An hour before Golf Today goes on the air, Eng ushers me into the studio, a 5,700-square-foot room with four different sets. "This is the jewel," he says, reverently. I have no time to reply, as a seven-foot, half-ton killer robot nearly runs me down. It is one of the three robotic-arm cameras gliding noiselessly around the studio. I half expect one of them to exclaim, "Danger, Will Robinson!"
No one but me seems to be alarmed that the remote controls of the robots are being operated by a longhaired high school student who apparently has sauntered in off the street. Jason Denny later informs me, a trifle defensively, that he is 25 and that he came to the Golf Channel from the Home Shopping Network, where he learned his craft. TGC is peopled by refugees from HBO, CNN, ESPN and various other cable channels among which I will soon be yearning, but unable, to surf.
I lower myself in, as it were, at 6:28 on Friday evening. To get into the golfing spirit I've checked in at The Bay Hill Club and Lodge, an Arnold Palmer-owned resort. The ceremonial duct-taping of the remote control is completed just as my maiden Golf Channel show comes on. It is Profile of a Pro, and this evening's profilee is PGA Tour player Robert Gamez. The excellent production values—brisk, montage-style editing, accompanied by foot-tapping hip-hop—nearly make up for the fact that Gamez has the charisma of a flour sack.
7:30 p.m. I order room service and settle in for Golf Central, the nightly half-hour highlights program. It opens with a sequence of the day's best and worst golf shots. The accompanying commentary by co-anchors Lynda Cardwell and Brian Hammons teems with puns and wordplay highly reminiscent of the opening of ESPN's SportsCenter.
In the golf news this evening: Dave Stockton put two in the water on a par-3 at the PGA Seniors' Championship in Palm Beach Gardens, Fla. We see video clips of both splashdowns. Basically, you get two kinds of shots on Golf Central: balls going in the hole; balls going in the drink.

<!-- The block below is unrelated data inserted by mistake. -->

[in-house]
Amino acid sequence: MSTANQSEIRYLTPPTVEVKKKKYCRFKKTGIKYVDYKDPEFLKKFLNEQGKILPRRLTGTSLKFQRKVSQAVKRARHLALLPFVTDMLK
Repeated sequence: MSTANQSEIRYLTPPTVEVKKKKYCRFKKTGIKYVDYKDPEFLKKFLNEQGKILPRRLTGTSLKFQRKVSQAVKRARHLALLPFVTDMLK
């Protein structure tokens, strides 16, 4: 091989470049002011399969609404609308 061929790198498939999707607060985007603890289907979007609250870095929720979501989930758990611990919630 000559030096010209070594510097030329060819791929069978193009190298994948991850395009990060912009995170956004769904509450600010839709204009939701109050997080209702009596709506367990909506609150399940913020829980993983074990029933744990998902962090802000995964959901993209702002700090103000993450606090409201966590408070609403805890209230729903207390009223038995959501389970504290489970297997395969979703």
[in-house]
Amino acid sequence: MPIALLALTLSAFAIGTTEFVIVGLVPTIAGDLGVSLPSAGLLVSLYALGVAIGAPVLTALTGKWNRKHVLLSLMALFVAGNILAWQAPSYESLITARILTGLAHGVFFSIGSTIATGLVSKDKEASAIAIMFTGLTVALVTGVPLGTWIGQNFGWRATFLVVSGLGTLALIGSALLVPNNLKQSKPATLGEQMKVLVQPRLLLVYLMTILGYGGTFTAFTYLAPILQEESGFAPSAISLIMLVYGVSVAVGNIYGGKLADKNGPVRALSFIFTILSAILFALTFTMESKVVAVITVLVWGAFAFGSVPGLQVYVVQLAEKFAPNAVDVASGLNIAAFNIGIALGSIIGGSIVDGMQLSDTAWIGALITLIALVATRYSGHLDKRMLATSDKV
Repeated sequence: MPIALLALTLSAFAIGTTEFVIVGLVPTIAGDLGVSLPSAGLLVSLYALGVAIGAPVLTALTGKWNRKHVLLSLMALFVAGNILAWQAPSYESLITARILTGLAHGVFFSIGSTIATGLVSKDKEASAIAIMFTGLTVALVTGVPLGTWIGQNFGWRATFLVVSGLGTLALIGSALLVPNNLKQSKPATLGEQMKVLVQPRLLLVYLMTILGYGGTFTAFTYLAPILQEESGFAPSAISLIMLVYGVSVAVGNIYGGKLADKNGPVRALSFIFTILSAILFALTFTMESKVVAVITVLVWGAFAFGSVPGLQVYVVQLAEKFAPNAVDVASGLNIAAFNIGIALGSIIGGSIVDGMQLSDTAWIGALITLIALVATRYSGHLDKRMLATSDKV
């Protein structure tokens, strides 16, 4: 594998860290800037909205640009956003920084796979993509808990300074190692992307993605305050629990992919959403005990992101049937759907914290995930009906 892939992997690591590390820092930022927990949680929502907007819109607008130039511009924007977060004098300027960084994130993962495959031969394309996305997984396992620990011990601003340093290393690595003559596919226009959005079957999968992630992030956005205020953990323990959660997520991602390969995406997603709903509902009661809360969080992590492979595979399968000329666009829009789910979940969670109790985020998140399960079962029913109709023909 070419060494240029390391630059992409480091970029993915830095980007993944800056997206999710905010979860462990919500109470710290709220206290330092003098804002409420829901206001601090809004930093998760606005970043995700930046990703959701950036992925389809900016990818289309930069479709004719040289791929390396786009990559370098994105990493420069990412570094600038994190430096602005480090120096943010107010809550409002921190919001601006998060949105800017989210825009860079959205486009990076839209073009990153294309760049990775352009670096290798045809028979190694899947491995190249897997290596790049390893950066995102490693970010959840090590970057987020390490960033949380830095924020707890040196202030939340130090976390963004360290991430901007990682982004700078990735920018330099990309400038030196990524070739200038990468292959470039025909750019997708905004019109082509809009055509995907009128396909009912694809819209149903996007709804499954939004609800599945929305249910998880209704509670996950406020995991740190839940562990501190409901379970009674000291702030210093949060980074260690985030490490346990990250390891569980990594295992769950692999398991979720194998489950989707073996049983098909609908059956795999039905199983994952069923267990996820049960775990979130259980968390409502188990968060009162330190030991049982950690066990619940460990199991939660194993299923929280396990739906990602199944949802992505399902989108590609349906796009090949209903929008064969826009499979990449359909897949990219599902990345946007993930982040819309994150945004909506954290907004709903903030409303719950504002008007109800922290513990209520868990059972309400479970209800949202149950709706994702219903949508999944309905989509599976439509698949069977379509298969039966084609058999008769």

My fettucini arrives with too much sauce and without the rolls I requested. Later when I call room service for a spot of dessert, a woman named Kate says, "Everything's locked up." I want to be a credit to my profession, but not if it means enduring this kind of inhuman privation.
8:00 p.m. Globetrotting takes my mind off my appetite. I am whisked to the windswept Peralada Golf Club in the north of Spain, where Ed Asner is our host for a rerun of the first round of the PGA European Tour's Catalonian Open. I beg your pardon, the man I mistook for Asner has introduced himself, in a clipped, British accent, as Renton Laid-law. After a cursory review of the leader board, I decide to root for J.L. Guepy, currently in fifth. If J.L. can take the lead into the final round, I'll be able to cheer, "Hang on, Guepy!"
11:28 p.m. At the end of a rerun of Golf Central, Hammons signs off, "Keep it in the short grass." Clever little adieus such as these are becoming de rigueur around the Golf Channel. Ballen's last words are always, "Enjoy the golf." In a promo for his show, Peter Kessler, the stentorian host of Golf Talk Live, signs off by saying, "Fairways and greens." Everyone has a signature parting remark, it seems, except Cardwell, the pride of Hokes Bluff, Ala., who confided in me earlier that day that she finds her "See you next time" a bit vanilla.
I offered suggestions: "How about, 'See you next time—now get off your fat ass and go help your wife with the dishes.' " She smiled but didn't respond. Perhaps she is looking for something more economical. "How about just plain, 'Get a life.' "
I've got a lot of room to talk. It's 11:40 on a Friday night, and I'm on the floor of my room, following LPGA veteran Martha Nause through the stretching regimen which kicks off a half-hour instructional show called Golf Channel Academy. When Nause suggests, "Sit on your ankles for 30 seconds," I think, How about if I sit on my duff for 42 more hours instead?